Rene -- Fisk -- One, Two, Three, What are they fighting for?

Topic(s): Iraq
Date Posted: 10.29.03

ROBERT FISK: ONE, TWO, THREE, WHAT ARE THEY FIGHTING FOR?

The worst problem facing US forces in Iraq may not be armed resistance but
a crisis of morale. Robert Fisk reports on a near-epidemic of indiscipline,
suicides and loose talk


Oct 24, 2003: (The Independent, UK) I was in the police station in the town
of Fallujah when I realised the extent of the schizophrenia. Captain
Christopher Cirino of the 82nd Airborne was trying to explain to me the
nature of the attacks so regularly carried out against American forces in
the Sunni Muslim Iraqi town. His men were billeted in a former presidential
rest home down the road - "Dreamland", the Americans call it - but this was
not the extent of his soldiers' disorientation. "The men we are being
attacked by," he said, "are Syrian-trained terrorists and local freedom
fighters." Come again? "Freedom fighters." But that's what Captain Cirino
called them - and rightly so.

Here's the reason. All American soldiers are supposed to believe - indeed
have to believe, along with their President and his Defence Secretary,
Donald Rumsfeld - that Osama bin Laden's "al-Qa'ida" guerrillas, pouring
over Iraq's borders from Syria, Iran, Saudi Arabia (note how those close
allies and neighbours of Iraq, Kuwait and Turkey are always left out of the
equation), are assaulting United States forces as part of the "war on
terror". Special forces soldiers are now being told by their officers that
the "war on terror" has been transferred from America to Iraq, as if in
some miraculous way, 11 September 2001 is now Iraq 2003. Note too how the
Americans always leave the Iraqis out of the culpability bracket - unless
they can be described as "Baath party remnants", "diehards" or "deadenders"
by the US proconsul, Paul Bremer.

[Continue Reading]


John -- Human Rights Anyone?

Topic(s): Human Rights
Date Posted: 10.28.03

Tony Blair's new friend

Britain and the US claim a moral mandate - and back a dictator who boils victims to death

George Monbiot
Tuesday October 28, 2003
The Guardian

The British and US governments gave three reasons for going to war with Iraq. The first was to extend the war on terrorism. The second was to destroy its weapons of mass destruction before they could be deployed. The third was to remove a brutal regime, which had tortured and murdered its people.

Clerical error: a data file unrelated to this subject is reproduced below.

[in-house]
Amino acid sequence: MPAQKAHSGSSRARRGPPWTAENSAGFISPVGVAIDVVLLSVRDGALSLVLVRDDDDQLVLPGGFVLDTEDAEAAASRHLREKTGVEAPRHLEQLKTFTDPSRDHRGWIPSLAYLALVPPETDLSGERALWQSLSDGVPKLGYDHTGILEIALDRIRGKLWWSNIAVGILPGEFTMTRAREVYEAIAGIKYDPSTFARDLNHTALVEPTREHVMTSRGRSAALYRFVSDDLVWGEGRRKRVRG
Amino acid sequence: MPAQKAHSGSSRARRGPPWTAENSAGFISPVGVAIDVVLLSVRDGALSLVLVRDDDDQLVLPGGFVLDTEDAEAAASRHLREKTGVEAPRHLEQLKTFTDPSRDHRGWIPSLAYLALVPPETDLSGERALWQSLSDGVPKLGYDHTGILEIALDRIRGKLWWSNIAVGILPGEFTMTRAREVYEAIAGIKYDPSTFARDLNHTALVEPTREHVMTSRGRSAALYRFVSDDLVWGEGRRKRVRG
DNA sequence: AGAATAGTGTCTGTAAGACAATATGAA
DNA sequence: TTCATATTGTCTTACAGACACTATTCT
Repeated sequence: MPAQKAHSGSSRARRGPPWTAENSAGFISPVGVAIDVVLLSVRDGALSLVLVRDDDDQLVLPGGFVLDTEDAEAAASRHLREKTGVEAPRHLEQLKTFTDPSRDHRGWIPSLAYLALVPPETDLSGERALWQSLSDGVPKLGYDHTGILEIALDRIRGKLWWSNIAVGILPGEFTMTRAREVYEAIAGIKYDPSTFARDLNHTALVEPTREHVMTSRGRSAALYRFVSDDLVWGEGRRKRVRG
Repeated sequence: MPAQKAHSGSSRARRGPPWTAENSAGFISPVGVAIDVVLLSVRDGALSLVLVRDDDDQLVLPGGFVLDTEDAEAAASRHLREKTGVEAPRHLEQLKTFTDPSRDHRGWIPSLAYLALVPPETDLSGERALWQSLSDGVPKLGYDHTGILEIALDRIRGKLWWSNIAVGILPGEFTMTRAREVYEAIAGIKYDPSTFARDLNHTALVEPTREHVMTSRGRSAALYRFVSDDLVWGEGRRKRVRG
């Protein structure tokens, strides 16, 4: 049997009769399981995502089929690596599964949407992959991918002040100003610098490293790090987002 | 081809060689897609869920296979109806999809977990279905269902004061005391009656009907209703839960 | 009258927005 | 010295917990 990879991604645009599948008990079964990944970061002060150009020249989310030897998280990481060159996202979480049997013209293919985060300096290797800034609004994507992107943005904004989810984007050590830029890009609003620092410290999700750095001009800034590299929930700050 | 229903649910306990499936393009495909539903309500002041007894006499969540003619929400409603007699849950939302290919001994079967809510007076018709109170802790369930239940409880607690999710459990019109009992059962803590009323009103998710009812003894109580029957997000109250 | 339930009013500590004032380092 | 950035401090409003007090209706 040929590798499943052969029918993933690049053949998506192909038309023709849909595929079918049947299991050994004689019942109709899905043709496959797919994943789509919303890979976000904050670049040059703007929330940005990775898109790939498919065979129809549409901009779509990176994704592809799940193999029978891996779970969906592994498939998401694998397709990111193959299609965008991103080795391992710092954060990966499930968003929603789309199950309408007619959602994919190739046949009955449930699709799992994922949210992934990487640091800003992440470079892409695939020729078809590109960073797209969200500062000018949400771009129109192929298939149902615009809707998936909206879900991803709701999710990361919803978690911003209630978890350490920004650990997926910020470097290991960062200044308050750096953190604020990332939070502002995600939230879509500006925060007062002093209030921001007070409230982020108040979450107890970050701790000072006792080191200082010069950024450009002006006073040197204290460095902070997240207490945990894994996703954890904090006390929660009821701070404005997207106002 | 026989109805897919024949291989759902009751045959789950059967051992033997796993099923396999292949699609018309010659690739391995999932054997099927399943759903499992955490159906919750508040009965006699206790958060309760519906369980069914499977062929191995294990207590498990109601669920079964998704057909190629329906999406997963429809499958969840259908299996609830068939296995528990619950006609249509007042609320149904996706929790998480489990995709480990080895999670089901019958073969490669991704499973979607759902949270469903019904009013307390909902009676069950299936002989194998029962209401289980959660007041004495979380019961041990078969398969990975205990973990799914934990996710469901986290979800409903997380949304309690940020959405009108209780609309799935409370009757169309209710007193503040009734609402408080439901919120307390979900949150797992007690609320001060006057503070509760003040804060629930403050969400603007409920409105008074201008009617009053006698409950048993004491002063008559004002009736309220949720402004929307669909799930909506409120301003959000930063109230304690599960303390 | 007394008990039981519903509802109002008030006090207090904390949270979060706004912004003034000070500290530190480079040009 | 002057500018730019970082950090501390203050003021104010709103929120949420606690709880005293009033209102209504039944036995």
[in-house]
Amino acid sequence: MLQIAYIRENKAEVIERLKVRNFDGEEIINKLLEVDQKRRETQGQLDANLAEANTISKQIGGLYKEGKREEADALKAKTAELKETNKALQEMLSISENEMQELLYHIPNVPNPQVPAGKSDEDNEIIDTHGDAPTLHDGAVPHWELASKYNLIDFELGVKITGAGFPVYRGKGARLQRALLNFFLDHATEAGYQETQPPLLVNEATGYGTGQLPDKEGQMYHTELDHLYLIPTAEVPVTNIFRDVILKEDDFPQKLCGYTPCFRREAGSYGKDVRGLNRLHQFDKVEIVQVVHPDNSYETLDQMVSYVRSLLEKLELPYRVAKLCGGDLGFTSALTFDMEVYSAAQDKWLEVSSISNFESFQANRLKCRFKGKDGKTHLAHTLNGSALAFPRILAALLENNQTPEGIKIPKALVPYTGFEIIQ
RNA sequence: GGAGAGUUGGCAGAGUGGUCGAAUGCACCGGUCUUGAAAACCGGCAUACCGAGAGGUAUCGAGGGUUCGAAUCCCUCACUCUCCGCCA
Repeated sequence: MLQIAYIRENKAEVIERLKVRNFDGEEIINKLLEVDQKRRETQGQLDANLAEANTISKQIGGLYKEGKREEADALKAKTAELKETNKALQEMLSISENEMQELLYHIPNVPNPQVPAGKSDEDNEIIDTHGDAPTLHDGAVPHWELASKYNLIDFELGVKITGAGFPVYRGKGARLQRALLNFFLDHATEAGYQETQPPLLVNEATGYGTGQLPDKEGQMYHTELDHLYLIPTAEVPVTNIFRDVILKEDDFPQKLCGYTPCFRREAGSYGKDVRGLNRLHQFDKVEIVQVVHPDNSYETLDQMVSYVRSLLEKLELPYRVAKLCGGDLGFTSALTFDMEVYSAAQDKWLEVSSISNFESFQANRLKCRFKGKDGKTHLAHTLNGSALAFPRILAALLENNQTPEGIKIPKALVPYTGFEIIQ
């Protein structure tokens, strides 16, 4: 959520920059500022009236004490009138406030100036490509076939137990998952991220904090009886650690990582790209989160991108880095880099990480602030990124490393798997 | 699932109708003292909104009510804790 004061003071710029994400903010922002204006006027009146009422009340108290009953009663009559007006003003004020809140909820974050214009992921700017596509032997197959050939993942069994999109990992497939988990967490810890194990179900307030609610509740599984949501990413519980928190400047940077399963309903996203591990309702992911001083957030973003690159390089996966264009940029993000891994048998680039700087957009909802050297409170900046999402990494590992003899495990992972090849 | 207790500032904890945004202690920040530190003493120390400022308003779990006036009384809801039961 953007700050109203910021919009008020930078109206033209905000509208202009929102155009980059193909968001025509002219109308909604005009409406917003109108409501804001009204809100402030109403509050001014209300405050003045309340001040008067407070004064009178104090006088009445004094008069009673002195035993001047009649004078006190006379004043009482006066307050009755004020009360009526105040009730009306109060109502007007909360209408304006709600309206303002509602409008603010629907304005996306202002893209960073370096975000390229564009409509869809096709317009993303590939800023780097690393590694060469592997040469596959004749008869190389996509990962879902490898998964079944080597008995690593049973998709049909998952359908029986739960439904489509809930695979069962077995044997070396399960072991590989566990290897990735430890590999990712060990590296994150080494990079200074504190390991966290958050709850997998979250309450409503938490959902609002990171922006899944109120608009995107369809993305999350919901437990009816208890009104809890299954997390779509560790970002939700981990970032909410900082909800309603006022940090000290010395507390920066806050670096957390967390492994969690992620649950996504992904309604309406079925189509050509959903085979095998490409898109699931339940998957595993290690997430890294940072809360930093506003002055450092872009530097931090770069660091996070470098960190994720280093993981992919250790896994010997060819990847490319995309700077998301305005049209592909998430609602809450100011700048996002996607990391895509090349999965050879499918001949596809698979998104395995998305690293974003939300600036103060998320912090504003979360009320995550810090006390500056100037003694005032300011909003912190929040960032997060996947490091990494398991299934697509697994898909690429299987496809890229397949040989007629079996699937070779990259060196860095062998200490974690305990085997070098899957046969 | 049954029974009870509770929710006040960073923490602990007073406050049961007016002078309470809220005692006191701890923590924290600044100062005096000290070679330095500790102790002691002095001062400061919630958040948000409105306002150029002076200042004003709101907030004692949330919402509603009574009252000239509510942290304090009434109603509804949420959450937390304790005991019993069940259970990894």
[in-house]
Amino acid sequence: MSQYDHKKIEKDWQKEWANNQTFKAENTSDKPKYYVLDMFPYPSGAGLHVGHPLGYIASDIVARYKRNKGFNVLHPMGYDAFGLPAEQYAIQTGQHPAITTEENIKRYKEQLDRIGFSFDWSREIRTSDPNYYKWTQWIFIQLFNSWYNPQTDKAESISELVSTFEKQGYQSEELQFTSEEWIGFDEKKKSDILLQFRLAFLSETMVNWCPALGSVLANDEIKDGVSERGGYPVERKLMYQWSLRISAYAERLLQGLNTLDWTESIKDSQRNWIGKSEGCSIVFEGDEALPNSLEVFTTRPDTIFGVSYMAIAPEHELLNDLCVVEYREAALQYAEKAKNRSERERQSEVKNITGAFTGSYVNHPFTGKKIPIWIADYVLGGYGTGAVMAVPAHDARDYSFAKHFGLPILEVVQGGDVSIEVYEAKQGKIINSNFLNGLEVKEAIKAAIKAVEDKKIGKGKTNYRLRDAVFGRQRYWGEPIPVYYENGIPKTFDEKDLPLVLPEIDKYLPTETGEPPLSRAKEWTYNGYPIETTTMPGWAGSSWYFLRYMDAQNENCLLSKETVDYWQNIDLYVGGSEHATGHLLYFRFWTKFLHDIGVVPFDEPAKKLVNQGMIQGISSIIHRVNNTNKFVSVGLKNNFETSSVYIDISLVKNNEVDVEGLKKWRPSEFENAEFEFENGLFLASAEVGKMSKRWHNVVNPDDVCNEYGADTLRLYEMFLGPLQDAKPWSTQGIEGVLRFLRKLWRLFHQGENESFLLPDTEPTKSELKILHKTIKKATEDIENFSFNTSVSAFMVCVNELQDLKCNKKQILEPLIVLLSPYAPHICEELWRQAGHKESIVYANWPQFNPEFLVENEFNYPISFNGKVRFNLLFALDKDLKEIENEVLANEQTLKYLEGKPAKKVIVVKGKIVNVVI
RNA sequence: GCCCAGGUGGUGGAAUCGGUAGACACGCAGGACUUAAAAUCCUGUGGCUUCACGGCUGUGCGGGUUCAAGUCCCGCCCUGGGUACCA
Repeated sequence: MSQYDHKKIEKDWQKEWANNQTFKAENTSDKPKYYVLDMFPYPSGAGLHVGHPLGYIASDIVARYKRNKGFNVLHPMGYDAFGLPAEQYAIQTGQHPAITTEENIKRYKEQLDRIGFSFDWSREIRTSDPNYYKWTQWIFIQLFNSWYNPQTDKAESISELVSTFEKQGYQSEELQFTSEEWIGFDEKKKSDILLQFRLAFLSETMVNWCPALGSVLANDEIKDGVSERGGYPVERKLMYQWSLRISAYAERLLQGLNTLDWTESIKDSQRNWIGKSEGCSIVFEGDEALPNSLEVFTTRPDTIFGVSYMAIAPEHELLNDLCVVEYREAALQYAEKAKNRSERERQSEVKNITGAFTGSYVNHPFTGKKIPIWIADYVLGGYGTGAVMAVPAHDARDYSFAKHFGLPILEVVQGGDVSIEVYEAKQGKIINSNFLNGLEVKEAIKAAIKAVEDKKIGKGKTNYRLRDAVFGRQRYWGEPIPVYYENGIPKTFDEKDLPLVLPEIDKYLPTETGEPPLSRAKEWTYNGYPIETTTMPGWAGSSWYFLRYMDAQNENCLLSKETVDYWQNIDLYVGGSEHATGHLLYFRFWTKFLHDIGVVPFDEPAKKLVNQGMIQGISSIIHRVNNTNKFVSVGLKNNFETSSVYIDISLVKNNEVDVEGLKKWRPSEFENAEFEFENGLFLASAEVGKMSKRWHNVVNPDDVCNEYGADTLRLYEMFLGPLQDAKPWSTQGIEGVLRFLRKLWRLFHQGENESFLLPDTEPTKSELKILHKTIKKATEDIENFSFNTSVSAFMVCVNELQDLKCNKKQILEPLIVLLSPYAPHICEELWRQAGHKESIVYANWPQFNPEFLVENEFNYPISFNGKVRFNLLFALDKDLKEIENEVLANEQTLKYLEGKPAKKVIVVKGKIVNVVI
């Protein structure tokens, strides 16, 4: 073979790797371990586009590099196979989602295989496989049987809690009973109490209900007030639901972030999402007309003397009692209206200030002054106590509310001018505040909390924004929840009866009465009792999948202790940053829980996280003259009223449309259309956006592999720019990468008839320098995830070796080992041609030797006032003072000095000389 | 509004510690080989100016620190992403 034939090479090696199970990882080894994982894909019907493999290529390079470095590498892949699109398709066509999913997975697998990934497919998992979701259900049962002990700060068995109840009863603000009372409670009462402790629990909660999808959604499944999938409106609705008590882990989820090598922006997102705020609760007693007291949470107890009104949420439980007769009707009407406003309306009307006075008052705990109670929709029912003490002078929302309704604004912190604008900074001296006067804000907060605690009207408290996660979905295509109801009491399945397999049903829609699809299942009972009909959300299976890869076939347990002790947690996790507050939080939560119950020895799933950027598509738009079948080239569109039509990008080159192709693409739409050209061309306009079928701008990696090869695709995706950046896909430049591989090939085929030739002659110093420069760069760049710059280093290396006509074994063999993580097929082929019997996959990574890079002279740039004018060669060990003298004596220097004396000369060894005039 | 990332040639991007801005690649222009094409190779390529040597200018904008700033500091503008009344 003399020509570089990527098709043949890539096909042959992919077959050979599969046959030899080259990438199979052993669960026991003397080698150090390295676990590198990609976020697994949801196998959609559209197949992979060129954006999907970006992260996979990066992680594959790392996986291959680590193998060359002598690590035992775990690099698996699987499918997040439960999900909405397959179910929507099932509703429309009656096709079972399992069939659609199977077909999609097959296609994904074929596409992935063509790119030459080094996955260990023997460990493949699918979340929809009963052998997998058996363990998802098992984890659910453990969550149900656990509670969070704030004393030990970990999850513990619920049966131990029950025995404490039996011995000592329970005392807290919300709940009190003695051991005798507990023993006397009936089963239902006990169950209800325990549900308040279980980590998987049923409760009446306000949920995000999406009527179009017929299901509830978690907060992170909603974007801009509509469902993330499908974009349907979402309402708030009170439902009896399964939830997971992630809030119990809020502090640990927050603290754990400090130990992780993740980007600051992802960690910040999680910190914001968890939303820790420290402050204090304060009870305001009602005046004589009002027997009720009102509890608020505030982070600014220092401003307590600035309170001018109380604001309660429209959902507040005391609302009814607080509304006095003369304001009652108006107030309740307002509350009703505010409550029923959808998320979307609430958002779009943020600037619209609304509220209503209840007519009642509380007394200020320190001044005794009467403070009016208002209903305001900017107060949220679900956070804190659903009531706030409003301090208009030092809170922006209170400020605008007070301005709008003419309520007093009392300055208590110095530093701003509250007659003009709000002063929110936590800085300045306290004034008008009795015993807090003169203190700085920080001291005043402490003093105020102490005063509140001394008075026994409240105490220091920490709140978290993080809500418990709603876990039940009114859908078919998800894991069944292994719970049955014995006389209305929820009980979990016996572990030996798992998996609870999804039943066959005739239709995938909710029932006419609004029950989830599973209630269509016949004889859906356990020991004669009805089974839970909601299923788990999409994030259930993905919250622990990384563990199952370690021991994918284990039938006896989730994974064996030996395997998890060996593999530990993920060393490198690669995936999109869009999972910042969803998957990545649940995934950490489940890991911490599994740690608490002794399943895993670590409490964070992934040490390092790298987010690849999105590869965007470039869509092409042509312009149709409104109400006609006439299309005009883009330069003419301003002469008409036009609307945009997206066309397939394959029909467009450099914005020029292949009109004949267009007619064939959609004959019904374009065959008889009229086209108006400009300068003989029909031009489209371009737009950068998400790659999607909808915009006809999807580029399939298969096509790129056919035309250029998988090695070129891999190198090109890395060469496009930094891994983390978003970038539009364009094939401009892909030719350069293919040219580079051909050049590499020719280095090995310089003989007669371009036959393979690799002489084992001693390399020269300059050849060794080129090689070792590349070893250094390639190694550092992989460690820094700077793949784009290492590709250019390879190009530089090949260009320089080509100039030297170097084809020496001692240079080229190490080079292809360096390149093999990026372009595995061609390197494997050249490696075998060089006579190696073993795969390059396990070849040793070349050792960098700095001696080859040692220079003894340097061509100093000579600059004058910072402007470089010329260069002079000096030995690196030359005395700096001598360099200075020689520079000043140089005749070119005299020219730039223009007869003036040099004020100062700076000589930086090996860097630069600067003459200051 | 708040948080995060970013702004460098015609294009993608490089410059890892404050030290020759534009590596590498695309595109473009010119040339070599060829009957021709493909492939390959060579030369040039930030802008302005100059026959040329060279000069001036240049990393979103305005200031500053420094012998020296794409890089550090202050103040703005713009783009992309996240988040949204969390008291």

If the purpose of the war was to defeat terrorism, it has failed. Before the invasion, there was no demonstrable link between al-Qaida and Iraq. Today, al-Qaida appears to have moved into that country, to exploit a new range of accessible western targets. If the purpose of the war was to destroy Saddam Hussein's weapons of mass destruction before he deployed them, then, as no such weapons appear to have existed, it was a war without moral or strategic justification.

[Continue Reading]


Howe -- Edward Said: the traveller and the exile

Topic(s): Said
Date Posted: 10.24.03

Edward Said: the traveller and the exile
Stephen Howe
2 - 10 - 2003

http://www.opendemocracy.net/themes/article-10-1516.jsp#

In a major retrospective, Stephen Howe considers the life and work of the Palestinian scholar Edward Said

“We travel like other people, but we return to nowhere. As if travelling
Is the way of the clouds… We have a country of words. Speak speak so I can put my road on the stone of a stone. We have a country of words. Speak speak so we may know the end of this travel.”

Mahmoud Darwish, We Travel Like Other People

The clouds hung heavily over New York as Edward Said, the great intellectual traveller, took his last journey on 24 September. That oppressive weather seemed all too gloomly and grimly appropriate, matching the mood of all who had known Said or admired his work – but its sudden shifts, alternating torrential rain with bursts of brilliant sunshine, also felt apt for the passing of so intellectually mercurial a man, so varied in his passions and his interests.

Said was in both literal and metaphorical senses a constant traveller: one who, in the words of another great poet, Arthur Rimbaud, changed countries almost as often as shoes. Having lost a country, Palestine, in early youth, he wrote often that he never felt fully at home anywhere – except perhaps in the ‘country of words’.

[Continue Reading]


Rene -- What became of the Israeli left?

Topic(s): Palestine / Israel
Date Posted: 10.24.03

====================
Ed. Note:
I am not sure how clear the author of this article is about the Occupation and its effects on the Palestinian population. Most glaringly, the author seems to miss the tragedy and futility of the current course of Israeli politics. (At least in the tone taken in this article) It seems as if he suffers from the same humor as those he comes in contact with. I do think about the question of "the Left" he poses often, and I think about who may exist within Israel who may offer more insight or other positions/narratives. There are many points in this article that I do not particularly agree with, but I must say that the distinction he makes between human rights and political rights is clear and noteworthy. (rg)
====================

What became of the Israeli left?

Israel was founded by Europeans with socialist ideals and utopian
dreams. Now the embattled country is dominated by the right and
religious fanaticism is on the rise. What went wrong? Ian Buruma heads
for the cafes of Schenken Street in search of the answer

Thursday October 23, 2003
The Guardian

"The Israeli left is now at its lowest ebb", says Nissim Kalderon, a
magazine editor, academic and political thinker in Tel Aviv, and
smiles sadly. He should know. A few years ago, he organised a
conference on what was left of the left. The conclusion then was: not
much. It is even worse now. We are walking through Schenken Street,
past some of the coolest cafes in town, where young Israelis discuss
anything from soccer to postmodernism, happy in their collective